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January 18, 2007

Time Running Out?

Donald Pittenger writes:

Dear Blowhards --

Wither Time magazine?

And Newsweek and U.S. News.

Last May I wrote a post titled Saving Time that used the hook of the magazine getting a new editor to mention why I used to like it and to offer some advice to the new hand on the helm.

Eight months later it's beginning to look like the helm with the new hand is attached to a sinking ship.

Today (I'm writing this on 18 January) Time Inc. announced that it was axing 289 positions, more than half in the editorial domain and 40 of those in Time magazine itself. Bureaus in Los Angeles, Chicago and Atlanta are to be closed, according the the Advertising Age link above.

Although Time has a ways to go before finally folding, I think it might be interesting to re-evaluate prospects for the weekly newsmagazine segment.

Before offering my feeble advice to the new editor in the May post, I stated

These admittedly personal observations lead me to suspect that Time is doomed no matter what Stengel tries in his rejuvenation effort.

My "personal" position was that of a news-junkie growing up in the (comparative) sticks who gradually needed newsmagazines less and less as new media proliferated. Let me add that even at the height of my Time-adoration, I tended to pay more attention to the (cultural) back of the book than to the (hard news) front.

Okay, one justification for newsmags is that they provide a useful service for folks too busy during the week to keep up with the daily press and TV news. And there are lots of people in that position today, just as there were when Time was gleaming in the eyes of Harry Luce and Britt Hadden. How well are the newsmags serving this sort of customer? Not as well as they once did, judging by their addiction to feature articles.

My "solution" was a return to serious news-summarizing at the cost of a big circulation-drop. But, truth is, a Web-based summary system likely would do that job better than print.

If that's so, then is there any commercially viable role for a weekly general-news publication?

I can't think of one.

Can you?

UPDATE: For Jeff Jarvis' take, click here.



posted by Donald at January 18, 2007


I still pay for the Economist; just reupped last week. The justifications for a weekly? It's nice to read something on a page instead of on a glowing lampshade. A web summary would probably do the job as well, but thus far none seems to fit the bill.

In print, I nip and pick at a broader range of stories and sometimes feel I'm distinguishing a pattern. The physical reading experience is more comfortable and feels more leisurely. Bouncing through a lot of material quickly on a computer - using an rss reader, say - feels more frenetic, maybe because of the broader range of the feeds and the lack of any editor but me.

Thus far, anyway, I'm still willing to shell out the $100. But I'm 45 years old, so that may simply reflect ingrained preference, and I'm not sure I'd pay if the magazine put all its content on the web. Does anyone who's young enough to have read online news all their adult life think it's worth paying?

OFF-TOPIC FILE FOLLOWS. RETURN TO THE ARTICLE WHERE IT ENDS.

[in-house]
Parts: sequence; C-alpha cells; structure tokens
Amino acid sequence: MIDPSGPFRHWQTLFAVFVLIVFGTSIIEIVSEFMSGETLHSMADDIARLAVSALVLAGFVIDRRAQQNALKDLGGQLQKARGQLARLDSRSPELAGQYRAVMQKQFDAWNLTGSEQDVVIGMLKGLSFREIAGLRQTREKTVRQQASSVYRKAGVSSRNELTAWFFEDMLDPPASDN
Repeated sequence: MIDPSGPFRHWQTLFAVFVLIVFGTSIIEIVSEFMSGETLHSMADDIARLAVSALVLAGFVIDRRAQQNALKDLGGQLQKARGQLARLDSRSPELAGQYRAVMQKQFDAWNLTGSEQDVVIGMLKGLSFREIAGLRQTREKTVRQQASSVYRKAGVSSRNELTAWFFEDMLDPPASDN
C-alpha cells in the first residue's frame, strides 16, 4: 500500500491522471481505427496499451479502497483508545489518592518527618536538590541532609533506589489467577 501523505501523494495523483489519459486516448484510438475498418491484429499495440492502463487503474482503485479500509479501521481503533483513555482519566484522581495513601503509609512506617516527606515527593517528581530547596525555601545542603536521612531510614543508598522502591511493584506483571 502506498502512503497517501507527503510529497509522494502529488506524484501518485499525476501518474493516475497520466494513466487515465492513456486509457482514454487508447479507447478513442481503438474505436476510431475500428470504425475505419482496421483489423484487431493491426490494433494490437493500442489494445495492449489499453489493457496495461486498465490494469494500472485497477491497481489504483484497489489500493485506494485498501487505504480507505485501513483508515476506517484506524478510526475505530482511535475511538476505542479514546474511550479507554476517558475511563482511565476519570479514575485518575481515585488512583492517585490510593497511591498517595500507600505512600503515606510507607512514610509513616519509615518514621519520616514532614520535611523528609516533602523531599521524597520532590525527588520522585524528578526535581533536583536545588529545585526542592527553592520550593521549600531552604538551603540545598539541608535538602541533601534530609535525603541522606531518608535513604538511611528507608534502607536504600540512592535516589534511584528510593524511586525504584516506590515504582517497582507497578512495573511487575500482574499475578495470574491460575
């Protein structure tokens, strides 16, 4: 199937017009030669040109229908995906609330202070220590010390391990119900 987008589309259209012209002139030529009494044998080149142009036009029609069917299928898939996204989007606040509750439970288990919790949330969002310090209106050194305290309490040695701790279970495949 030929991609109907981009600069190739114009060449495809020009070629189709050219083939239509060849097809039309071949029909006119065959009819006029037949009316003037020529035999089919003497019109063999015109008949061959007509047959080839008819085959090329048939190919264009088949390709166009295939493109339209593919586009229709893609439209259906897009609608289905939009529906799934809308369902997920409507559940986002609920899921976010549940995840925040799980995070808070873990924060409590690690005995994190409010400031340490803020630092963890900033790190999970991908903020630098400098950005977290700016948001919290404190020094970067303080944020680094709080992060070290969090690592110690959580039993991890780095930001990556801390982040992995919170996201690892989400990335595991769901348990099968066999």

Posted by: robert on January 19, 2007 3:40 AM

Donald - Too bad about Time, but I noted in your first posts on this topic that physical news magazines were dead. Online magazines, and even online newspapers, can update their content faster and more effectively than can the physical versions of Time or Newsweek.

For a long time, from late high school to many years out of college, I always subscribed to at least one news weekly. But I don't think that I have bought more than 4 issues of Time or Newsweek in the last 4 years.

I currently have a subscription to the summary news magazine, The Week, but I'm not sure that I'll renew the subscription.

But there are at least three big challenges still looming for both online and physical publications. In the past, as you note, there were lots of "folks too busy during the week to keep up with the daily press and TV news." But increasingly, there are people who don't care for any news that is not entertainment or consumer oriented (the weeklies People and US still seem to be doing well). If publishers cannot deliver a product that the public wants, it doesn't really matter how it's packaged.

When people listen to the radio, for example, they still get the headline news mandated by FCC regulations. But people plugged into their iPods all day never have to listen to any news, and when they get home they are more likely to tune into Entertainment Tonight than to CNN.

Interestingly enough, NBC's Today Show recently announced that they were going to add another hour, but this will just be more of the same: news headlines at the top of the hour and half-hour, and then more fluffy features.

Another big issue, faced equally by physical magazines, online sites, and even podcasts, is how to match advertisers with consumers most effectively, whatever the circulation size of the news product offered.

Lastly, the question of whether and how to charge for news products remain.

On the other hand, the likely demise of Time may create new opportunities for local and regional news magazines. Time may be closing its Atlanta, Chicago and Los Angeles news bureaus, but obviously this does not mean that there is no news coming from these areas, and someone has to cover it.

A quick trivial example. When David Beckham announced that he was coming to L.A., one of the local sports radio stations did a simulcast with one of the BBC radio stations and the audience could listen to callers on both sides of the pond weigh in on the issue. Computer users from anywhere could listen to an online stream of the program, and excerpts were later made available for a brief time via a podcast. This kind of coverage beat anything you could get by waiting for the belated coverage by Time or Newsweek.